lexicon

dictionary

[dik-shuh-ner-ee]

Reference work that lists words, usually in alphabetical order, and gives their meanings and often other information such as pronunciations, etymologies, and variant spellings. The earliest dictionaries, such as those created by Greeks of the 1st century AD, emphasized changes that had occurred in the meanings of words over time. The close juxtaposition of languages in Europe led to the appearance, from the early Middle Ages on, of many bilingual and multilingual dictionaries. The movement to produce an English dictionary was partly prompted by a desire for wider literacy, so that common people could read Scripture, and partly by a frustration that no regularity in spelling existed in the language. The first purely English dictionary was Robert Cawdrey's A Table Alphabetical (1604), treating some 3,000 words. In 1746–47 Samuel Johnson undertook the most ambitious English dictionary to that time, a list of 43,500 words. Noah Webster's dictionary of Americanisms in the early 19th century sprang from a recognition of the changes and variations within language. The immense Oxford English Dictionary was begun in the late 19th century. Today there are various levels of dictionaries, general-purpose dictionaries being most common. Modern lexicographers (dictionary makers) describe current and past language but rarely prescribe its use.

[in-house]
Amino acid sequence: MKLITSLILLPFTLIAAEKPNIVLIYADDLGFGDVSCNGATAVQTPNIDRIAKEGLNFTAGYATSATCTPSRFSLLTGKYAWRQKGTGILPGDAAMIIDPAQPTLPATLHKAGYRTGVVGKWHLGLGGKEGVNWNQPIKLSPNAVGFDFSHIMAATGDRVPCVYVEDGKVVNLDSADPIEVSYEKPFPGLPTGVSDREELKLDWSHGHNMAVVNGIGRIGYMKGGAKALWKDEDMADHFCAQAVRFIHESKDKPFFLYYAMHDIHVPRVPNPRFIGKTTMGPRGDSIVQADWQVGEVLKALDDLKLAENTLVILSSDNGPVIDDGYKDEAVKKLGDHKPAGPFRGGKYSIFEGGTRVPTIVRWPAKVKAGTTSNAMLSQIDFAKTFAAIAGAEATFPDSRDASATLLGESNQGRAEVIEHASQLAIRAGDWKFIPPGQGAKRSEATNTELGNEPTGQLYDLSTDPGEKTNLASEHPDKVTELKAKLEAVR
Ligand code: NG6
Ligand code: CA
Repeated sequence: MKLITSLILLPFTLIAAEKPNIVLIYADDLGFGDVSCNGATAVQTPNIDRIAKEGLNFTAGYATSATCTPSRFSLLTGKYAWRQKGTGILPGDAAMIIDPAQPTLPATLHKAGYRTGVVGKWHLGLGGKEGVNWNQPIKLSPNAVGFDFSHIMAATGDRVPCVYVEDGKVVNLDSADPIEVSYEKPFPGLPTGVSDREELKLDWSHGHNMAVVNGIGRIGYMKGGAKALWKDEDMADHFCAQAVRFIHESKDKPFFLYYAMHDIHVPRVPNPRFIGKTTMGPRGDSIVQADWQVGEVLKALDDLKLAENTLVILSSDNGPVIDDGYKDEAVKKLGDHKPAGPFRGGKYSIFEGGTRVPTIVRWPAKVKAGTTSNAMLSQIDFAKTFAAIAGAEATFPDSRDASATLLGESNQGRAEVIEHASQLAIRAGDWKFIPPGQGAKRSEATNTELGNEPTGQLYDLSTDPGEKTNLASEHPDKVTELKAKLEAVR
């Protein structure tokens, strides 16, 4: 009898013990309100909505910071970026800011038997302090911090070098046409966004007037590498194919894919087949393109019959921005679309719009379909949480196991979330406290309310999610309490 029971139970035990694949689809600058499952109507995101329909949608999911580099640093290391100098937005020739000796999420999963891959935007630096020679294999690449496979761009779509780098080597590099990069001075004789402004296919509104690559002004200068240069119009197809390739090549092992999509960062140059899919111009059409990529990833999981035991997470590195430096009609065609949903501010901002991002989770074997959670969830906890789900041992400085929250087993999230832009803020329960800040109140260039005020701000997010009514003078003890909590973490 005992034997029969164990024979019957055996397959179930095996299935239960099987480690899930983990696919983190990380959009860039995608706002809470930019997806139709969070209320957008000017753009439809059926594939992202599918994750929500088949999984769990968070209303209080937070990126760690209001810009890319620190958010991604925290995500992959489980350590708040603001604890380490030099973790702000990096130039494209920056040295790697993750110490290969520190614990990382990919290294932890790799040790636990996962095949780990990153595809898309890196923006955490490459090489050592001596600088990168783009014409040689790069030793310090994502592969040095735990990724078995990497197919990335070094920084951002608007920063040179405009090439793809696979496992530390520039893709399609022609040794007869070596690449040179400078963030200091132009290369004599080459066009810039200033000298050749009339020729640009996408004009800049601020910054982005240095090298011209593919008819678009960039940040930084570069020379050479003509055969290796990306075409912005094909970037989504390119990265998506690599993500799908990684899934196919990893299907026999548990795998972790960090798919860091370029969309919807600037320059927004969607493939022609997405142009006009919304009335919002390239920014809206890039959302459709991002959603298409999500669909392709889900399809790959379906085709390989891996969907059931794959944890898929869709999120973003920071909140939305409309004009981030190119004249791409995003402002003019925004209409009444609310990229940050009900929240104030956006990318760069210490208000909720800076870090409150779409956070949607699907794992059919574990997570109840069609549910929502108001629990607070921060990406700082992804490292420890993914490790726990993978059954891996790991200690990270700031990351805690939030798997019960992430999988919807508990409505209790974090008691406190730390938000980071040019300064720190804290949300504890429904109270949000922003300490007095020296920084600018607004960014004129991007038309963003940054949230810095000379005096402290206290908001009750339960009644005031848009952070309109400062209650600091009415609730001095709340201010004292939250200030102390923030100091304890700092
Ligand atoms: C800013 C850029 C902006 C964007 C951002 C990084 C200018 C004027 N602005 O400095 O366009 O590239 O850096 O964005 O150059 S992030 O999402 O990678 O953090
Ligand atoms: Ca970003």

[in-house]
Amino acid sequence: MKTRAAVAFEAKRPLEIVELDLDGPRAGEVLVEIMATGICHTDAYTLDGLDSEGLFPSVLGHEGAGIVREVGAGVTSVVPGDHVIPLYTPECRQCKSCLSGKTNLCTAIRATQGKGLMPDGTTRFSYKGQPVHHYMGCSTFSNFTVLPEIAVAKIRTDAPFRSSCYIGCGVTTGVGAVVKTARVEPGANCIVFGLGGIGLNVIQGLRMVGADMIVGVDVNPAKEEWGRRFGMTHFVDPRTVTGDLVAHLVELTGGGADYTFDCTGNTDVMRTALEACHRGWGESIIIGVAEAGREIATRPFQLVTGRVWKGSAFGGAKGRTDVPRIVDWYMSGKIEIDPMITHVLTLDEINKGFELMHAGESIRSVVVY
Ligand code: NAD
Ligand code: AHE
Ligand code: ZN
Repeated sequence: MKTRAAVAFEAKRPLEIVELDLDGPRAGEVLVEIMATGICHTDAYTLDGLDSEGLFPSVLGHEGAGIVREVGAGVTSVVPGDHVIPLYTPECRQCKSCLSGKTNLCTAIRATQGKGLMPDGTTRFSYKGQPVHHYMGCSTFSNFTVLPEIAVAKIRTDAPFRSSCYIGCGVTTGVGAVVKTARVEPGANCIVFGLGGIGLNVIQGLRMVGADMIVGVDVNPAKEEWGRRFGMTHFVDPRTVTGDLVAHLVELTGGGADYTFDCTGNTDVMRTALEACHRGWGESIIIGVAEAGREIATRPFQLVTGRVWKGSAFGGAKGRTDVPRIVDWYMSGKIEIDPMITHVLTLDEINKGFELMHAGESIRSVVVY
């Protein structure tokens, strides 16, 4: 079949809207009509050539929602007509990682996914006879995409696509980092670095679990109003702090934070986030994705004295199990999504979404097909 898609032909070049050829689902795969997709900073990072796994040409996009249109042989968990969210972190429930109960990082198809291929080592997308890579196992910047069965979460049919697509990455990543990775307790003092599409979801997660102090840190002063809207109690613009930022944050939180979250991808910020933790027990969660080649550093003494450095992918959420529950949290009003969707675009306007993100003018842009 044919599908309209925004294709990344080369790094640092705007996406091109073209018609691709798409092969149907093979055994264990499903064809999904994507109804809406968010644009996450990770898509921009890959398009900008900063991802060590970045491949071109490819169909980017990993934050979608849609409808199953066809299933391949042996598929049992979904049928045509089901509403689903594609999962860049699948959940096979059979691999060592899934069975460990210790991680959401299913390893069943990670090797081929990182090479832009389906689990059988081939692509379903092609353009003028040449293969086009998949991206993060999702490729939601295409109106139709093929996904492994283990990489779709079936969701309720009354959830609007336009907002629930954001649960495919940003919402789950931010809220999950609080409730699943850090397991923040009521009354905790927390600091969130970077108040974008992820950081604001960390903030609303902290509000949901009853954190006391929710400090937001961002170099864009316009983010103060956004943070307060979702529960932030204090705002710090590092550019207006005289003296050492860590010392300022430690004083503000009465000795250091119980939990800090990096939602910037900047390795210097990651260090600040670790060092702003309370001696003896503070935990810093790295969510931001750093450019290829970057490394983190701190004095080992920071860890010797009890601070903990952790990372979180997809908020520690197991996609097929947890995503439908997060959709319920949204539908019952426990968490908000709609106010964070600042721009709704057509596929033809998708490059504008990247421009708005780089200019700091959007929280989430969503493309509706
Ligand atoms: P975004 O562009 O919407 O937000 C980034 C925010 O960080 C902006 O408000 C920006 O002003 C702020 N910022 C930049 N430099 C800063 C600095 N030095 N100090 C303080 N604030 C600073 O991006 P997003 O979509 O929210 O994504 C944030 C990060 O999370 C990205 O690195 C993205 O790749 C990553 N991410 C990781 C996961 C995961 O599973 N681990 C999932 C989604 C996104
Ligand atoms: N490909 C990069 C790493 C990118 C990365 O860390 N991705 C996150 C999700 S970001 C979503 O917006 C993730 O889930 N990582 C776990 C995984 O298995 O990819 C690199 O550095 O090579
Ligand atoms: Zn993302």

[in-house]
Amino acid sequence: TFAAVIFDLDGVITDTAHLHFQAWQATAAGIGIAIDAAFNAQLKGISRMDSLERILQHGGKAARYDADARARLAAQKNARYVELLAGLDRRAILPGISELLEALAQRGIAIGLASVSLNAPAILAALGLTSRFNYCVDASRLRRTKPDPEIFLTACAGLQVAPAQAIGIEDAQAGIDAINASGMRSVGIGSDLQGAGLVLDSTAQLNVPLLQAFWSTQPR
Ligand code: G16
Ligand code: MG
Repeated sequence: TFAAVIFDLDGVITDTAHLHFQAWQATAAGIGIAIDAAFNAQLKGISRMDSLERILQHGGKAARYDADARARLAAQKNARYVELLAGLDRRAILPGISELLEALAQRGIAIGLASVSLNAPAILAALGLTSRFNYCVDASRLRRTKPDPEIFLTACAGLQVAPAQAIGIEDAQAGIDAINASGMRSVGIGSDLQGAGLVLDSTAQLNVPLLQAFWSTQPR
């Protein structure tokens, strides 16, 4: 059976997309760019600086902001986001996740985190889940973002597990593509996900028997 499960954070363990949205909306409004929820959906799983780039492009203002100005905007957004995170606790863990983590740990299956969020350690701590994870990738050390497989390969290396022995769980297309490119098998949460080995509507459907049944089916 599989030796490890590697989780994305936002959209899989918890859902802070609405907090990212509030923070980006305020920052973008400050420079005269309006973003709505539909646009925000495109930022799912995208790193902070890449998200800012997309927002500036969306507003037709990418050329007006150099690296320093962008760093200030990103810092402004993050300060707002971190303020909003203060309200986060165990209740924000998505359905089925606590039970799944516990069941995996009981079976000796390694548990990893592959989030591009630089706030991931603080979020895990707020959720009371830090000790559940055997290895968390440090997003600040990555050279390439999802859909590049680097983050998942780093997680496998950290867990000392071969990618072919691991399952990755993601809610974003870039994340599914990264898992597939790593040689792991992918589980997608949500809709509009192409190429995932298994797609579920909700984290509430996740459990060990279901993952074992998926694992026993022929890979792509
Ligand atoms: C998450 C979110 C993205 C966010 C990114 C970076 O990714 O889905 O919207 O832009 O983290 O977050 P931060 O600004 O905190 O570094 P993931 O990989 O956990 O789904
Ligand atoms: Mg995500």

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In linguistics, the lexicon (from Greek Λεξικόν) of a language is its vocabulary, including its words and expressions. More formally, it is a language's inventory of lexemes.

The lexicon includes the lexemes used to actualize words. Lexemes are formed according to morpho-syntactic rules and express sememes. In this sense, a lexicon organizes the mental vocabulary in a speaker's mind: First, it organizes the vocabulary of a language according to certain principles (for instance, all verbs of motion may be linked in a lexical network) and second, it contains a generative device producing (new) simple and complex words according to certain lexical rules. For example, the suffix '-able' can be added to transitive verbs only, so that we get 'read-able' but not 'cry-able'.

Usually a lexicon is a container for words belonging to the same language. Some exceptions may be encountered for languages that are variants, like for instance Brazilian Portuguese compared to the Portuguese language, where a lot of words are common and where the differences may be marked word by word.

When linguists study the lexicon, they study such things as what words are, how the vocabulary in a language is structured, how people use and store words, how they learn words, the history and evolution of words (i.e. etymology), types of relationships between words as well as how words were created.

An individual's lexicon, lexical knowledge, or lexical concept is that person's knowledge of vocabulary.

See also

Further reading

  • Aitchison, Jean. Words in the Mind: An Introduction to the Mental Lexicon. Malden, Mass.: Blackwell, 2003.

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